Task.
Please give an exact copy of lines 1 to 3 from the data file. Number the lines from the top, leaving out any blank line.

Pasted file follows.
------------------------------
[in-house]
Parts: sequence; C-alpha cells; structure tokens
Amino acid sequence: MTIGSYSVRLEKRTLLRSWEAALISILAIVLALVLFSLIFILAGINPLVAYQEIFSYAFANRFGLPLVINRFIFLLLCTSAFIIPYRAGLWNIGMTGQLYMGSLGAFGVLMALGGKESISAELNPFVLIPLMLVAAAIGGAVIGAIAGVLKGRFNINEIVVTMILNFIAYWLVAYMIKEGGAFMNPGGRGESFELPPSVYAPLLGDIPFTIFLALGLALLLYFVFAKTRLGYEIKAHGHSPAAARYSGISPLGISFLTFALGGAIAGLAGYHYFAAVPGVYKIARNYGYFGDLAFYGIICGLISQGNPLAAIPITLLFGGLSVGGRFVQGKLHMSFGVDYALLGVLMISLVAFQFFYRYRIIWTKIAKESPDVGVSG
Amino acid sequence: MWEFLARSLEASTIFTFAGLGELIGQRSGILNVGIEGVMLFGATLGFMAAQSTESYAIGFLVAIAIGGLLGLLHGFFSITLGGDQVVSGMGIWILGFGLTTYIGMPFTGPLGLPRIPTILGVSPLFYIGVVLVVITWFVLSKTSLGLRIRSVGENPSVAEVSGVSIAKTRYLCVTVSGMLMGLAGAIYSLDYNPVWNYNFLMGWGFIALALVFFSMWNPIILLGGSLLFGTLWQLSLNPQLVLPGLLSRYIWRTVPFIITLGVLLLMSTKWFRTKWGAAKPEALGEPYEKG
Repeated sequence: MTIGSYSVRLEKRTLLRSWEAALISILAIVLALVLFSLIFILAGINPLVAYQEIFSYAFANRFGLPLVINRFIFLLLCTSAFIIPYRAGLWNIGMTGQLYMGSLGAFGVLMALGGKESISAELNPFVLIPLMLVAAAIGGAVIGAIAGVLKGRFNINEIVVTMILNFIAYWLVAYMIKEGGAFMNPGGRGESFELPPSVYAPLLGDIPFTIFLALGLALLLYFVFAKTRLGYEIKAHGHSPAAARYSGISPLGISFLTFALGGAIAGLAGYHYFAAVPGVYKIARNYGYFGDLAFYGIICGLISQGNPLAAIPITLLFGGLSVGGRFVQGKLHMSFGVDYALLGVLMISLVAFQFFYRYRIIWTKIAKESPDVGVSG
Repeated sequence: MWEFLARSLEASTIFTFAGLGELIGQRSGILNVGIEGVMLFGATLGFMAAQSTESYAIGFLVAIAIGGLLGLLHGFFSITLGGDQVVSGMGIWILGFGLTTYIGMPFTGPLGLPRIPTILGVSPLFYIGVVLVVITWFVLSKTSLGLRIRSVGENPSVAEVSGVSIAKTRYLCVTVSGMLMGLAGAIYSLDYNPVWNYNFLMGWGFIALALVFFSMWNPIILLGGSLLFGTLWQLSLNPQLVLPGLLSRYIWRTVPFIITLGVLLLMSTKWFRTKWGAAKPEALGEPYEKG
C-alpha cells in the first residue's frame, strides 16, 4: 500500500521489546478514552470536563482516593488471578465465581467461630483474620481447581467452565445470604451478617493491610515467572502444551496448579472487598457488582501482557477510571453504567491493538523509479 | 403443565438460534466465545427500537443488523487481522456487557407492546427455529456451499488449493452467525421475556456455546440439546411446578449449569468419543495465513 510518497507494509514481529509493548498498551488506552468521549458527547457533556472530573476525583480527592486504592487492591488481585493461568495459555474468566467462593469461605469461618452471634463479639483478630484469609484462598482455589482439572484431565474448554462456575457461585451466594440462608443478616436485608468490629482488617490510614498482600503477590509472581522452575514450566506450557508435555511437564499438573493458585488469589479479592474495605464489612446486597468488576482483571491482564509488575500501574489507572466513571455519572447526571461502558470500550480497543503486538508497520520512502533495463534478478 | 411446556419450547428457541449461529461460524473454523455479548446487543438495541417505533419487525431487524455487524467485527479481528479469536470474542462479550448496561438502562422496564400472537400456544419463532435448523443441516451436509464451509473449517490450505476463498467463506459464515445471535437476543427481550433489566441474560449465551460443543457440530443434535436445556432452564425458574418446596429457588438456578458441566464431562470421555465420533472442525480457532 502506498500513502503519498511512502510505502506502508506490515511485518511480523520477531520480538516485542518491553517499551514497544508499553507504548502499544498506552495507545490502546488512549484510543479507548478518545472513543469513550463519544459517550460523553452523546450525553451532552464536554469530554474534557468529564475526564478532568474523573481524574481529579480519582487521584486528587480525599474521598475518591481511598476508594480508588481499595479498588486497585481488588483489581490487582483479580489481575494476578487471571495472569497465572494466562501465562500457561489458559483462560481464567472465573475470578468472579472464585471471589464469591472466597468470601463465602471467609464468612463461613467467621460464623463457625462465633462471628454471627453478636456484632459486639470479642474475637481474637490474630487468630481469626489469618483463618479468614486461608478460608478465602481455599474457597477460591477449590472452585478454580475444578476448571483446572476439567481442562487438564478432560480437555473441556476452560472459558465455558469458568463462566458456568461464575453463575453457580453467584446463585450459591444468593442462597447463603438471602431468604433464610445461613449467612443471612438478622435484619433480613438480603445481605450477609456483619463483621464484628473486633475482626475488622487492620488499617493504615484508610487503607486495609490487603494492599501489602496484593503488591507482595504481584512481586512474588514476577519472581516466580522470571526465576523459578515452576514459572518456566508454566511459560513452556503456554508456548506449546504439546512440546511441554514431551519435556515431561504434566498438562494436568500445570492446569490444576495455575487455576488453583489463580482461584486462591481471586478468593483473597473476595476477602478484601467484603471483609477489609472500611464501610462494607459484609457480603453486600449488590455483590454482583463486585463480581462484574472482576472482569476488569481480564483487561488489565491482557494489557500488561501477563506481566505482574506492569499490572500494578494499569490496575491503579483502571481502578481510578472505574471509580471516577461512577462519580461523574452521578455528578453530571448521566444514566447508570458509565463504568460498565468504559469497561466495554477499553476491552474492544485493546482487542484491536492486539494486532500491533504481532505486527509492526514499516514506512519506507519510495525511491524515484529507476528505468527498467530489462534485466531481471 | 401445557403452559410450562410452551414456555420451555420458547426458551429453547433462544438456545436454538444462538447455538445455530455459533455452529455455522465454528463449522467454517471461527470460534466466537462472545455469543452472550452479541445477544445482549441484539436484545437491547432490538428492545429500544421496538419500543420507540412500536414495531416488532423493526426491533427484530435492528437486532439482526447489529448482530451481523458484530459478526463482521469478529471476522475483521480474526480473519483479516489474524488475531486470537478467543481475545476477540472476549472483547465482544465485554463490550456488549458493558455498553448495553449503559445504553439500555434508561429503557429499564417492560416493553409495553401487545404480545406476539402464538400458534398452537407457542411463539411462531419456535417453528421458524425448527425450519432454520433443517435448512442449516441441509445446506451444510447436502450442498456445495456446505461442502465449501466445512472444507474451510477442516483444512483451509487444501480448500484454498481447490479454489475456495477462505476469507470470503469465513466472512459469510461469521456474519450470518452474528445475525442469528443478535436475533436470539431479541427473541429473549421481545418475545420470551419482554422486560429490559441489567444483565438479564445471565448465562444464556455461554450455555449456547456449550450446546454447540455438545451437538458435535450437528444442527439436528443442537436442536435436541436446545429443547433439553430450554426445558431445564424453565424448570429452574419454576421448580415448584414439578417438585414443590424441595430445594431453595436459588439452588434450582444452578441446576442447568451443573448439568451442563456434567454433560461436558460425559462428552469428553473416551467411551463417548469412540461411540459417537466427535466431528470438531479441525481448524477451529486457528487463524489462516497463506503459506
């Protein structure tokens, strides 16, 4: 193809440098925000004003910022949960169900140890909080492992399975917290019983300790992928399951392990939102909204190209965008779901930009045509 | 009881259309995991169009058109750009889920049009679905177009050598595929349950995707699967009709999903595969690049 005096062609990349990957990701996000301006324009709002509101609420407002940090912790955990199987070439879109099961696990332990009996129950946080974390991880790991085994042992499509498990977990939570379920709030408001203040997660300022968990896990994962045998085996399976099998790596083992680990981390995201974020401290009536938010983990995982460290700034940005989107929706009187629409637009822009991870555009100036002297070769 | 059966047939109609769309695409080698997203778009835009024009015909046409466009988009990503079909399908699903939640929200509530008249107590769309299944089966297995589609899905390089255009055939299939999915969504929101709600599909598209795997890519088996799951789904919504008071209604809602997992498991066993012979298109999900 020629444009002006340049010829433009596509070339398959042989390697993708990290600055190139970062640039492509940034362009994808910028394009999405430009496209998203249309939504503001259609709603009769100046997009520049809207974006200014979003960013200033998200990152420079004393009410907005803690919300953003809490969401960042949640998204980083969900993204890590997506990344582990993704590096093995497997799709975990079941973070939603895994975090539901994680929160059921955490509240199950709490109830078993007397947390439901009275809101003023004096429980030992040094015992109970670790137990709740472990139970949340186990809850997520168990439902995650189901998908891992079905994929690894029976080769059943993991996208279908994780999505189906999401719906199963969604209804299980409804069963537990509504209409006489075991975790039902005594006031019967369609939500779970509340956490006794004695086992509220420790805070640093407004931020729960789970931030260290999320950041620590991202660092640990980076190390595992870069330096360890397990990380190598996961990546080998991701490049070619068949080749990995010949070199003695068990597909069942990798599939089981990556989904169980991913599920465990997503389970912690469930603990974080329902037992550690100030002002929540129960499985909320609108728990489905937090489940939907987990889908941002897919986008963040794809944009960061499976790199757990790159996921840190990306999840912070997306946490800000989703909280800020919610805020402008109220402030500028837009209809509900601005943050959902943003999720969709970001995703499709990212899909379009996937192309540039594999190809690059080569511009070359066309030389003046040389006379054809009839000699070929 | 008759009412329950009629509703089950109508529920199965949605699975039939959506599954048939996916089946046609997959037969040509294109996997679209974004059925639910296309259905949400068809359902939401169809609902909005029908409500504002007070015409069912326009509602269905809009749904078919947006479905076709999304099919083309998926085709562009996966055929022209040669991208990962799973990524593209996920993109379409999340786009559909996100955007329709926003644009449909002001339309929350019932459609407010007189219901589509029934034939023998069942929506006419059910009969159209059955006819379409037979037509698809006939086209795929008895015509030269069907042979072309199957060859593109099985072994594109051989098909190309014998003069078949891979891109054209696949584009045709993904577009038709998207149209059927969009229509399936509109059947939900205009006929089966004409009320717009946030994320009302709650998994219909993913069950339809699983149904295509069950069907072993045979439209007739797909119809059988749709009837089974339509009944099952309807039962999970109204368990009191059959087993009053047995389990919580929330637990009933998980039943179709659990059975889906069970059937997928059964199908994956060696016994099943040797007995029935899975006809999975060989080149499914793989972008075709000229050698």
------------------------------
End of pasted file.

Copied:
[in-house]
Parts: sequence; C-alpha cells; structure tokens
Amino acid sequence: MTIGSYSVRLEKRTLLRSWEAALISILAIVLALVLFSLIFILAGINPLVAYQEIFSYAFANRFGLPLVINRFIFLLLCTSAFIIPYRAGLWNIGMTGQLYMGSLGAFGVLMALGGKESISAELNPFVLIPLMLVAAAIGGAVIGAIAGVLKGRFNINEIVVTMILNFIAYWLVAYMIKEGGAFMNPGGRGESFELPPSVYAPLLGDIPFTIFLALGLALLLYFVFAKTRLGYEIKAHGHSPAAARYSGISPLGISFLTFALGGAIAGLAGYHYFAAVPGVYKIARNYGYFGDLAFYGIICGLISQGNPLAAIPITLLFGGLSVGGRFVQGKLHMSFGVDYALLGVLMISLVAFQFFYRYRIIWTKIAKESPDVGVSG